GRIEVING parents are being denied the chance to collect signatures at school for a petition demanding a public inquiry into the Mortonhall ashes scandal.
City chiefs revealed they would view any attempt to promote the petition on school grounds as campaigning, which they said is forbidden from all council premises.
The Evening News understands that a teacher at the Capital’s Niddrie Mill Primary was approached by a mother bearing the petition and asked to circulate it.
But the shocked parent was told staff could not support the petition at school and that “action” would be taken against any teacher who did not comply.
The policy was slammed by leaders of the Mortonhall Ashes Action Committee (MAAC), which is pushing for a Scottish Government-led inquiry into the failure of bosses at the council-owned crematorium to pass on babies’ ashes over a 45-year period.
MAAC chair Willie Reid said the council’s policy amounted to a “gagging”.
He said: “If it’s true, this undermines those staff that are affected by Mortonhall.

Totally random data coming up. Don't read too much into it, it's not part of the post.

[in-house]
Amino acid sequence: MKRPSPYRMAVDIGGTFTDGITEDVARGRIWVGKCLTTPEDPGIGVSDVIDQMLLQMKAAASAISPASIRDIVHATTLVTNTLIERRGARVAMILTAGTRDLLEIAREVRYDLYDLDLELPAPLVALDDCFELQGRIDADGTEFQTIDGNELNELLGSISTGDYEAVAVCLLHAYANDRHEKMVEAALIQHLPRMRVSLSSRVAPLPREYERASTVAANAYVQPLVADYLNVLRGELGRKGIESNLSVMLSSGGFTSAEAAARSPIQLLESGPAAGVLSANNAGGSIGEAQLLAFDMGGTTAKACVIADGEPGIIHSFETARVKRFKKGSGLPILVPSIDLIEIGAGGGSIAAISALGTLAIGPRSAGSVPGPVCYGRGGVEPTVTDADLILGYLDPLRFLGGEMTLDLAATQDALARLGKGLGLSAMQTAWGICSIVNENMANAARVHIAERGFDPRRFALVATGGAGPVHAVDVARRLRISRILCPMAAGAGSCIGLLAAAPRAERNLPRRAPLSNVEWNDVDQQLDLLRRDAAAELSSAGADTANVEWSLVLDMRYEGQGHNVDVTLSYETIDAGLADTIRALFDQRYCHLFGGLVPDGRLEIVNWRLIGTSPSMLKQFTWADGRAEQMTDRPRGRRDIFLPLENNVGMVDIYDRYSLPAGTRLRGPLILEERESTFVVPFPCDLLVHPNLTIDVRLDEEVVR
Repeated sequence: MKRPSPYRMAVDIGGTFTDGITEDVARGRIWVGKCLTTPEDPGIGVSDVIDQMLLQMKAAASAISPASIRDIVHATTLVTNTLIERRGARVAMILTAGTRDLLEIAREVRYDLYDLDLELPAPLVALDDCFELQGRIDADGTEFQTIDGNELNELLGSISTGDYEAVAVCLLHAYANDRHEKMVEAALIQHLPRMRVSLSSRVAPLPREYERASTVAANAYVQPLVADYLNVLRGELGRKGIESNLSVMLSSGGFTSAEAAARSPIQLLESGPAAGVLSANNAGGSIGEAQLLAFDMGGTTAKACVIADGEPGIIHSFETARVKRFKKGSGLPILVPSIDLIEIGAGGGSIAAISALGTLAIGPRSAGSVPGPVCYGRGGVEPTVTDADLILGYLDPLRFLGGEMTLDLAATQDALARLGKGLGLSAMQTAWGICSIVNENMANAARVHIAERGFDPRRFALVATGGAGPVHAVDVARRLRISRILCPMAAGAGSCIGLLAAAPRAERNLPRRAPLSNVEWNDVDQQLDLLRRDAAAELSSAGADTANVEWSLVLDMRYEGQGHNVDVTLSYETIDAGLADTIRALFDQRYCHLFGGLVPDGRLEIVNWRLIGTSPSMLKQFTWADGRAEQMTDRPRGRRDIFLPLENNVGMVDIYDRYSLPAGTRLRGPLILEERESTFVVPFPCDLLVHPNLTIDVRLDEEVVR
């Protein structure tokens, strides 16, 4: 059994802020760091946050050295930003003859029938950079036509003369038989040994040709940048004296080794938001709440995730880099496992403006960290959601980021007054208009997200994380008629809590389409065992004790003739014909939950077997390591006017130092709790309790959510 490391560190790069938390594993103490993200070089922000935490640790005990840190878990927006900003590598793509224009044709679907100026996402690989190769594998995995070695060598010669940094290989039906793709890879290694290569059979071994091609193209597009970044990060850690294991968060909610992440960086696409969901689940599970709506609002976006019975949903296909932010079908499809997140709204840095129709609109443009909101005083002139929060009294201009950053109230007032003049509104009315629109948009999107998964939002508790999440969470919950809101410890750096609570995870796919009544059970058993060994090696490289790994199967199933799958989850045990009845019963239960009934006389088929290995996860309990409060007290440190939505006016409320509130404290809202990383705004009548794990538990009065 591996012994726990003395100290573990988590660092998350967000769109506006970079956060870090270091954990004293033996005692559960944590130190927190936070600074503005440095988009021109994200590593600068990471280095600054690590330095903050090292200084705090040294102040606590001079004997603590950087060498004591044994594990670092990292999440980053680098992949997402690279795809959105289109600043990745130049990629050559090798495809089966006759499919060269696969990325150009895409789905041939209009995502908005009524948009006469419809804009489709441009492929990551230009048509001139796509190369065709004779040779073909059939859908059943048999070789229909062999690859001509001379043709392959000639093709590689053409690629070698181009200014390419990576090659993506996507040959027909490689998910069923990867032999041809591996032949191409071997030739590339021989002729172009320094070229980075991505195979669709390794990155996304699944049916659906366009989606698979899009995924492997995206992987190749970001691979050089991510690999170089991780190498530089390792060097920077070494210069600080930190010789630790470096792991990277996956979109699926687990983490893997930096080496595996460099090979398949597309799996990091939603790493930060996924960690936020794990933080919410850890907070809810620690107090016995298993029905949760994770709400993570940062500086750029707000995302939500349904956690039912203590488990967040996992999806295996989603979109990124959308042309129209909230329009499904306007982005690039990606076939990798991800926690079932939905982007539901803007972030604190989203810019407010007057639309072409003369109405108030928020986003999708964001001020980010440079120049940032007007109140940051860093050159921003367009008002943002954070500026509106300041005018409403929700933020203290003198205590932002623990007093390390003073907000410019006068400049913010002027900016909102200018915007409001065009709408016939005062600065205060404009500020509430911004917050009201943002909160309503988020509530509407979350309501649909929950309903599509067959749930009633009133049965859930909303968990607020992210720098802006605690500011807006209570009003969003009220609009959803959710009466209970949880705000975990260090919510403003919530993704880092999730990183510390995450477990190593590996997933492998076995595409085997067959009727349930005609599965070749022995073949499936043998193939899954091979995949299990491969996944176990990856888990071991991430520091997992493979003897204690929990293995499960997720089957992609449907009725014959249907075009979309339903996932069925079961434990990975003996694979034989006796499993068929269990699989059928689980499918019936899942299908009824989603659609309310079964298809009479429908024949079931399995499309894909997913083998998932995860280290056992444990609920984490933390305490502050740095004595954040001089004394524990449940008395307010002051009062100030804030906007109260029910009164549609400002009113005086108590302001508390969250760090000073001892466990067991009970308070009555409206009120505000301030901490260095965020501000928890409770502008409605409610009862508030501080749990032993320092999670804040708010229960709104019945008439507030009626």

“Would it not break the human right of freedom of speech for the council not to allow its staff to sign the petition at school?
“They say they want things to be open and independent, but how is it open and independent if the council is gagging its own staff?”
But the policy was defended by council leaders as an “appropriate” measure given public sensitivity over the scandal.
Councillor Lesley Hinds said: “I think if people wish to sign a petition then that should be outwith the council workplace.
“Some people in schools or other council premises may have lost a child who was then cremated at Mortonhall, or know someone who has. Something like this that was passed round at school could bring it all back.
“Mortonhall is a very personal matter for many people in terms of their own experience and I think something like a petition asking for a public inquiry could bring back something very painful.
“If people want to sign the petition then they are free to do it at home, or on their computers.”